The Unquiet Dead – Ausma Zehanat Khan (Rachel Getty and Esa Khattak #1)



To be published 13th January 2015

Despite their many differences, Detective Rachel Getty trusts her boss, Esa Khattak, implicitly. But she’s still uneasy at Khattak’s tight-lipped secrecy when he asks her to look into Christopher Drayton’s death. Drayton’s apparently accidental fall from a cliff doesn’t seem to warrant a police investigation, particularly not from Rachel and Khattak’s team, which handles minority-sensitive cases. But when she learns that Drayton may have been living under an assumed name, Rachel begins to understand why Khattak is tip-toeing around this case. It soon comes to light that Drayton may have been a war criminal with ties to the Srebrenica massacre of 1995.

If that’s true, any number of people might have had reason to help Drayton to his death, and a murder investigation could have far-reaching ripples throughout the community. But as Rachel and Khattak dig deeper into the life and death of Christopher Drayton, every question seems to lead only to more questions, with no easy answers. Had the specters of Srebrenica returned to haunt Drayton at the end, or had he been keeping secrets of an entirely different nature? Or, after all, did a man just fall to his death from the Bluffs?

In her spellbinding debut, Ausma Zehanat Khan has written a complex and provocative story of loss, redemption, and the cost of justice that will linger with readers long after turning the final page.

My thoughts 

This is a moving and intelligent debut from Canadian/British author Ausma Zehanat Khan.

It is a story of revenge and retribution, with flashbacks to Bosnia in the 1990s and the horrors of rape camps and ethnic cleansing. Set in Canada, we follow Inspector Esa Khattak who heads the CPS (Community Policing Section) and his partner, Rachel Getty. They deal with racial and politically sensitive crimes. Khattak and Rachel are asked to look into the unusual death of Christopher Drayton. On the surface, Drayton is an ageing business man with links to Italy and a new fiancée. Khattak and Getty soon realize that there are plenty of people with motives to kill Drayton, as his past comes to light. Drayton was a Bosnian war criminal.

What stood out for me was the way Ausma Zehanat Khat created a very likeable lead in Esa Zhattak. Zhattak is a devout Muslim, with a good heart. It was refreshing to see a Muslim as a lead character, and not a stereotype. Getty was interesting, as she negotiated the complexities within her dysfunctional family and sought to make sense of the history of the genocide in Bosnia. I hope that we will see more of Zhattak and Getty in the future.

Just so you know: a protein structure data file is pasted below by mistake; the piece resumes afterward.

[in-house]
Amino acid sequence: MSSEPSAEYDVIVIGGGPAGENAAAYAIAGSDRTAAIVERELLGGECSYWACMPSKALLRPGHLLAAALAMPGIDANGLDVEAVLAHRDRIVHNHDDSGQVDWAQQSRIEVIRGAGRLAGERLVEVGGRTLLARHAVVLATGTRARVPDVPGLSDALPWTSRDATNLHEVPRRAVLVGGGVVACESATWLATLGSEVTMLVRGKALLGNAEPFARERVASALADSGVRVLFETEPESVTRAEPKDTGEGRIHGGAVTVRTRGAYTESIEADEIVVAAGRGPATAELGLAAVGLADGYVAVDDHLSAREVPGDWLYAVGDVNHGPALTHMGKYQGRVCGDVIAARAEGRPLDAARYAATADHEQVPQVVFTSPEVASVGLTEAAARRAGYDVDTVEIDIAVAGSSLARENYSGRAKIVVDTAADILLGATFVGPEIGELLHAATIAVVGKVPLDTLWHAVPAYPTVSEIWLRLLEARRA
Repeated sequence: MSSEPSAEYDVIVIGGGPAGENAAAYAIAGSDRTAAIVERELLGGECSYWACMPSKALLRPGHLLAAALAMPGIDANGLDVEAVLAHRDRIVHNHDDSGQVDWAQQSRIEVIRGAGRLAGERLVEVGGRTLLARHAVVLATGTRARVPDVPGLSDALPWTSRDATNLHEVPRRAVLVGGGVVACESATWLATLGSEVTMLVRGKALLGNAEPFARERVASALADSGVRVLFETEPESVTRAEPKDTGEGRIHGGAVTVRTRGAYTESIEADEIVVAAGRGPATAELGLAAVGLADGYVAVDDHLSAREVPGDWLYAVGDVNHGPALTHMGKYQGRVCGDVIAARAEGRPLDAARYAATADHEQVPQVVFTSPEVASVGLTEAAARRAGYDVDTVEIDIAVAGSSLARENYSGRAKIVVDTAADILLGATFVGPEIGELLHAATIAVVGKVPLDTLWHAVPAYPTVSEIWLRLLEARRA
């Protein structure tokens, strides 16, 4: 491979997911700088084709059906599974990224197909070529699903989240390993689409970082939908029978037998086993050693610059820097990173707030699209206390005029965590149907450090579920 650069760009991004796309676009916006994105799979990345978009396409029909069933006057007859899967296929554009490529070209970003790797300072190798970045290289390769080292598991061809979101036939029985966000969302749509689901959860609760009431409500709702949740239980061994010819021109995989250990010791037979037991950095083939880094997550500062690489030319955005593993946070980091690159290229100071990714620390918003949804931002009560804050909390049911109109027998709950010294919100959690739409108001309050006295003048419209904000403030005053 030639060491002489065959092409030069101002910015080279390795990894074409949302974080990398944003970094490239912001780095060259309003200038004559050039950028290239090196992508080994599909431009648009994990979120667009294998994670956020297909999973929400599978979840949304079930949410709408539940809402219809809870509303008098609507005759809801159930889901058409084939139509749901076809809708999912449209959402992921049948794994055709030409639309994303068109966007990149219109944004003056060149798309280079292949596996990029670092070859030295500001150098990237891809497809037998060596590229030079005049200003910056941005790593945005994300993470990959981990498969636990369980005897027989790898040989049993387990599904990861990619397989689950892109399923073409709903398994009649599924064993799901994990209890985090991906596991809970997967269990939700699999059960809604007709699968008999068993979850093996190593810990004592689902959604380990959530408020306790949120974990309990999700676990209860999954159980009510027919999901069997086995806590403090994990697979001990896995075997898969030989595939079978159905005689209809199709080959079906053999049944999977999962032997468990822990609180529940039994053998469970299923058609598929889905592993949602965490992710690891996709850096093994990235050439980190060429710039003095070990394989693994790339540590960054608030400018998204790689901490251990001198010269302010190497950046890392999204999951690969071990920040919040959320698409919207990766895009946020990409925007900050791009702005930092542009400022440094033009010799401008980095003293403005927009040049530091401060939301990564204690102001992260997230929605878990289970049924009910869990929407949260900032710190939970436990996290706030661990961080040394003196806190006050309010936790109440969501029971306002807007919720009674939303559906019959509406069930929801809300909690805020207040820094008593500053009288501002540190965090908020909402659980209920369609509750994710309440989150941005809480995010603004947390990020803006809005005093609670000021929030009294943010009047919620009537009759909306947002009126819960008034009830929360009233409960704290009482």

As for the plot, I was impressed by the way the author used the ethnic cleansing in Bosnia as a backdrop. It had a very raw haunting feeling to it, as we got the testimony of survivors. This is the second crime novel that I’ve read using this dark period of European history. The first being the brilliant Val McDermid novel ‘The Skeleton Road’.

A clever, well written mystery. I loved every moment of it.


About Northern Crime

Reviewer with a mind of her own. This is a collection of book reviews, which started in 2014. Mostly crime and odd other genres thrown in. Some I loved. Some I loathed. You get the picture.
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4 Responses to The Unquiet Dead – Ausma Zehanat Khan (Rachel Getty and Esa Khattak #1)

  1. crimeworm says:

    New one on me, this one, and sounds great! I’ve been feeling kind of rubbish towards the end of the week, so haven’t written a review for ages (as if I’m not behind enough!) Just finished An Officer And A Spy, from the TBR pile, by Robert Harris – loved it so much! As if I don’t have enough to read already Christine; you’re adding to my list all the time!!

    • Christine says:

      I’m really into crime novels, that touch on recent history. And this one was on Netgalley and it called to me. Its a good one!

      Did you enjoy the Robert Harris one? Hope you get your review mojo back soon. You can have some of mine :))))

      • crimeworm says:

        I know, you’ve plenty! 😉 Reading novels is a great way to learn about history without it being too much like hard work! – the Robert Harris was great for learning more about the Dreyfus affair, a horrendous anti Semitic incident in France in 1895, and the aftermath – really fascinating, and put some meat on the bones of the story, which was all I really knew. It was over 600 pages, and I read it in 3 or 4 long sessions. One of these books that if they were presented as fiction, you would dismiss it as too incredible to be true!

  2. This sounds an interesting book. Sadly I didn’t enjoy The Skeleton Road but this sounds completely different. I’m not sure I have capability to ask for more books at the minute though! I’m doing my best to get through some.

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